* Move will save bank 1 billion pounds
* Union says decision is disgraceful
By Matt Scuffham
LONDON, March 11 (Reuters) - Lloyds Banking Group said on Tuesday it would cap the pensions of around 35,000 employees in a move that will boost income by 1 billion pounds ($1.66 billion) but risks a backlash from disgruntled employees.
Lloyds, 33 percent-owned by the government, said it would stop increases for employees in its final salary pension scheme, many of whom work in its 2,940 branches on relatively modest salaries. The scheme had been closed to new staff for several years but those already in it had been receiving a 2 percent annual increase in their pensionable pay.
The bank said, following consultations with members of the scheme and unions, it had agreed to pay affected staff a one-off lump sum worth 3 percent of their annual pensionable pay.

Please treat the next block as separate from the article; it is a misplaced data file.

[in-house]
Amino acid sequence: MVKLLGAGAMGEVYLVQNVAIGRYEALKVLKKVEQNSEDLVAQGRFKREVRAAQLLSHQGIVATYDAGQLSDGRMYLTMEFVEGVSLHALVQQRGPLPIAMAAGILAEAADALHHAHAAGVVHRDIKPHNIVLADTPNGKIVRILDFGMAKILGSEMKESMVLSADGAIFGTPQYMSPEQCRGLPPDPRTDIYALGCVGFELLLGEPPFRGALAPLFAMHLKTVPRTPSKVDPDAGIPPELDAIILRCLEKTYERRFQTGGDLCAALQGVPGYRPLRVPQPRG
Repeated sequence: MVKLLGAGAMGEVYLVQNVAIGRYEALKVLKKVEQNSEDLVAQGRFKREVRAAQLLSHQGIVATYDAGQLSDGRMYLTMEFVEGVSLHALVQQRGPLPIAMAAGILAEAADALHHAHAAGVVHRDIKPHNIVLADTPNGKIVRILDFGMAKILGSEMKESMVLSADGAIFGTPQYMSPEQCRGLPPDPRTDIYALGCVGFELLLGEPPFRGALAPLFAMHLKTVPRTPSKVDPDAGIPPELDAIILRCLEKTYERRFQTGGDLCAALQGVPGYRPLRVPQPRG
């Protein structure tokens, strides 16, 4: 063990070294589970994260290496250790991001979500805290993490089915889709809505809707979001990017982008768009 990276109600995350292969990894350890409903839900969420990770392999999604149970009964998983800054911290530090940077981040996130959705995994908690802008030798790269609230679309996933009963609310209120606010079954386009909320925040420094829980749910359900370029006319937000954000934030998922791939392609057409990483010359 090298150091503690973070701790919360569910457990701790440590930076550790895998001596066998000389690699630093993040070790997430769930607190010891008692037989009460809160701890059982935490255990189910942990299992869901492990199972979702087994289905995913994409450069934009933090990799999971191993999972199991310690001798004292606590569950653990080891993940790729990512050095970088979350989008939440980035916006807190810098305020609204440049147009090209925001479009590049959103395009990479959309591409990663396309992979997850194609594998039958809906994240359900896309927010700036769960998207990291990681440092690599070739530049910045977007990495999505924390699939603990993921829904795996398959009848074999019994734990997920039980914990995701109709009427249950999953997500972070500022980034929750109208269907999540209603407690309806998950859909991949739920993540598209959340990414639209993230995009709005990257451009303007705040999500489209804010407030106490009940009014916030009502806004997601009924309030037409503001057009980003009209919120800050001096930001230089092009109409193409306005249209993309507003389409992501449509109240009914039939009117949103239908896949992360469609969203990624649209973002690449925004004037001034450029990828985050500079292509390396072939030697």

The Unite union said the decision showed a “disgraceful display of double standards” after Lloyds Chief Executive Antonio Horta-Osorio was handed a 568,000 pounds pension contribution in 2013 and a pay package worth up to 7.8 million pounds for 2014.
“Somehow the money runs out when it comes to the pensions of staff earning just 15,000 pounds per year. The bank seems happy to expose low paid workers to the real threat of pension poverty in the future,” said Unite national officer, Rob MacGregor.
Lloyds said the move would enable it to continue to offer a “competitive and sustainable pension” to all its employees.
“The group believes that the defined benefit schemes remain an important part of the employees’ benefit package but wants to ensure that its pension benefits are more balanced across the group, particularly as two-thirds of the group’s employees are not members of the defined benefit schemes,” it said.